There has been a further loss of momentum in the growth of the UK’s construction sector, with residential building work particularly affected.
For the first time since January 2013, residential building is the worst performing sub-category of construction output.
Latest figures from the Markit/CIPS UK Construction Purchasing Managers’ Index (PMI) show the slowest rise in overall construction output since April 2015. Output, new orders and employment all expanded at slower rates than at the start of the year.
The headline PMI figure registered 54.2 in February, down from 55.0 in January and the lowest since April 2015. Although it remains above the 50.0 value that separates expansion from contraction, the latest reading pointed to one of the weakest rises in output seen over the past two-and-a-half years.
The latest rise in housing activity was the slowest recorded since June 2013. Growth of commercial building work also moderated in February, with the rate of expansion the softest since the election-related slowdown in May 2015. Civil engineering bucked the overall trend in February, with growth accelerating to its fastest for five months. Some firms pointed to a rebound in work on infrastructure projects.
Tim Moore, senior economist at Markit and author of the Markit/CIPS Construction PMI, said: “Survey respondents noted that underlying business conditions remained favourable, especially in relation to commercial building and infrastructure-related work, but some clients had been hesitant to commit to new projects so far in 2016. Reflecting this, new order growth weakened again and construction firms were the least optimistic about their year-ahead growth prospects since December 2014.”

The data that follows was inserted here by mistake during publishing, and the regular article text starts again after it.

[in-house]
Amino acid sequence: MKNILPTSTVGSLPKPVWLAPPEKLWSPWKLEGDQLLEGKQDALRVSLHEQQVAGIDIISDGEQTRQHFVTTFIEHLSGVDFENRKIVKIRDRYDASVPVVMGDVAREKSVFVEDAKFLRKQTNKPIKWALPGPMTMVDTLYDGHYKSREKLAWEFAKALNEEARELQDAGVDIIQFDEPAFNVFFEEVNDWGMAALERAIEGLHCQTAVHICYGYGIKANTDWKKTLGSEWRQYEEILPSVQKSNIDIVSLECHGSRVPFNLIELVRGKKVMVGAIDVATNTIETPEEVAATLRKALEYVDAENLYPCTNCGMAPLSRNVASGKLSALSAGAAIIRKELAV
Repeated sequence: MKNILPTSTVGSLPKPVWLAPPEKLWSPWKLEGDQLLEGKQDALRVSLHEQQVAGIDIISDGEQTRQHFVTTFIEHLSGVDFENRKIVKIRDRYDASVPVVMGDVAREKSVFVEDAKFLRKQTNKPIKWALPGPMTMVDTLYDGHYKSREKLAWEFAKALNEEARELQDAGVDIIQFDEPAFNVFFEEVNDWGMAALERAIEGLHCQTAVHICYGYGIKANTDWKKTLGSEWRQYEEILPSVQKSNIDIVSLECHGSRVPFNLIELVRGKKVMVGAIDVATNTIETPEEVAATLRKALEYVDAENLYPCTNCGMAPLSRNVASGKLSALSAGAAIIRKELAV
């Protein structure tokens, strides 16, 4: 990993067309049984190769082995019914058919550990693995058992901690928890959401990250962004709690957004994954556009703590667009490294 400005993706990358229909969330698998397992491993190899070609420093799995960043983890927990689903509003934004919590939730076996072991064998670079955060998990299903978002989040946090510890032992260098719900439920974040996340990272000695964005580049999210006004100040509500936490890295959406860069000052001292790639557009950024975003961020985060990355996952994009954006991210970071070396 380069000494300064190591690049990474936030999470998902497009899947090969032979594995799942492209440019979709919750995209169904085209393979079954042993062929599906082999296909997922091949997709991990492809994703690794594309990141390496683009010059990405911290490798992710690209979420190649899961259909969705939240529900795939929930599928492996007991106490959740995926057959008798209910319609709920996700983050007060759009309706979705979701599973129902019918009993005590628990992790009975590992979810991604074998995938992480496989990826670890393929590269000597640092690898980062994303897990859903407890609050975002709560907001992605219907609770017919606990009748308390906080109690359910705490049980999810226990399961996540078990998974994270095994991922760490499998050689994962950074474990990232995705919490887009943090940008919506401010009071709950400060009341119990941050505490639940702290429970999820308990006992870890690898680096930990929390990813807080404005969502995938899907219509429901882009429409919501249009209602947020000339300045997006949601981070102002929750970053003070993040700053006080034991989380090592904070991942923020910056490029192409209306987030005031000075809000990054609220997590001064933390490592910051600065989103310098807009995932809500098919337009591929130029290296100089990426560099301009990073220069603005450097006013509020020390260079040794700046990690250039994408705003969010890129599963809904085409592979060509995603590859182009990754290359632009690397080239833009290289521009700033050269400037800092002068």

He added that construction companies have cut back on employment growth in response to the uncertain business outlook. “Net job creation eased to its lowest since August 2013, which contrasted with the robust hiring patterns seen throughout last year,” he said. “At the same time, input buying rose at one of the weakest rates since mid-2013. More cautious purchasing strategies can be seen as another indication that construction firms are preparing for an extended period of softer growth this year.”
Chartered Institute of Procurement & Supply group chief executive officer David Noble said: “The housing sector, which once led the way with a robust performance, offered a poor show – the weakest growth for just over two-and-a-half years. And, though overall growth was maintained, business confidence for the future was at its lowest since December 2014. The next few months will be critical to the understanding of whether this dampened optimism was justified and whether there are still more serious issues to be unearthed.”
While construction firms noted that client spending was still generally expanding, there were some reports that business confidence had moderated in February and weighed on clients’ willingness to commit to new projects.